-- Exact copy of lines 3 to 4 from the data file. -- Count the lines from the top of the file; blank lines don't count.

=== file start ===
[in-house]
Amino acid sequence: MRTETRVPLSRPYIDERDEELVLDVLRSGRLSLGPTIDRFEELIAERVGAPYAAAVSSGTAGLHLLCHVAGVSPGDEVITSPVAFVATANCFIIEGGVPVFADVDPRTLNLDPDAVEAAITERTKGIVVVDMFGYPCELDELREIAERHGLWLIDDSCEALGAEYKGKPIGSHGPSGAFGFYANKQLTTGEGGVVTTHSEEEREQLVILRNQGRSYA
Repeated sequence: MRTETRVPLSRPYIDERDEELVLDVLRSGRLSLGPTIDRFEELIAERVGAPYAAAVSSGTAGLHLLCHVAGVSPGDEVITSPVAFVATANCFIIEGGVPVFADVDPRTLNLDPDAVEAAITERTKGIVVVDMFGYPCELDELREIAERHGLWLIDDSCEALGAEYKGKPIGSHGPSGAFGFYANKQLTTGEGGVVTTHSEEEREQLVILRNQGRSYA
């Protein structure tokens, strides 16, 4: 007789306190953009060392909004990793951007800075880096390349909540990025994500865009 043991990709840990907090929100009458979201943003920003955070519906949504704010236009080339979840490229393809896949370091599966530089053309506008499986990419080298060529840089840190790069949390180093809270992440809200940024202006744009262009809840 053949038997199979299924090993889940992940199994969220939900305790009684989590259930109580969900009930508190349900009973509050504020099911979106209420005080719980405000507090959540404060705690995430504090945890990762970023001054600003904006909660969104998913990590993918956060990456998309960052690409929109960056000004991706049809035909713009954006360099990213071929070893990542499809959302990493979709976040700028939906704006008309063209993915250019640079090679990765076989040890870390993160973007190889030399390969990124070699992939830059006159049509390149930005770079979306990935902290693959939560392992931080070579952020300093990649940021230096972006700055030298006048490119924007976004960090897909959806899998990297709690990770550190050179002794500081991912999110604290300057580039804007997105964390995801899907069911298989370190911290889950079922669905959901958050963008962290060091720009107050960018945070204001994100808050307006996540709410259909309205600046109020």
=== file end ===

Repeated sequence: MRTETRVPLSRPYIDERDEELVLDVLRSGRLSLGPTIDRFEELIAERVGAPYAAAVSSGTAGLHLLCHVAGVSPGDEVITSPVAFVATANCFIIEGGVPVFADVDPRTLNLDPDAVEAAITERTKGIVVVDMFGYPCELDELREIAERHGLWLIDDSCEALGAEYKGKPIGSHGPSGAFGFYANKQLTTGEGGVVTTHSEEEREQLVILRNQGRSYA
């Protein structure tokens, strides 16, 4: 007789306190953009060392909004990793951007800075880096390349909540990025994500865009 043991990709840990907090929100009458979201943003920003955070519906949504704010236009080339979840490229393809896949370091599966530089053309506008499986990419080298060529840089840190790069949390180093809270992440809200940024202006744009262009809840 053949038997199979299924090993889940992940199994969220939900305790009684989590259930109580969900009930508190349900009973509050504020099911979106209420005080719980405000507090959540404060705690995430504090945890990762970023001054600003904006909660969104998913990590993918956060990456998309960052690409929109960056000004991706049809035909713009954006360099990213071929070893990542499809959302990493979709976040700028939906704006008309063209993915250019640079090679990765076989040890870390993160973007190889030399390969990124070699992939830059006159049509390149930005770079979306990935902290693959939560392992931080070579952020300093990649940021230096972006700055030298006048490119924007976004960090897909959806899998990297709690990770550190050179002794500081991912999110604290300057580039804007997105964390995801899907069911298989370190911290889950079922669905959901958050963008962290060091720009107050960018945070204001994100808050307006996540709410259909309205600046109020």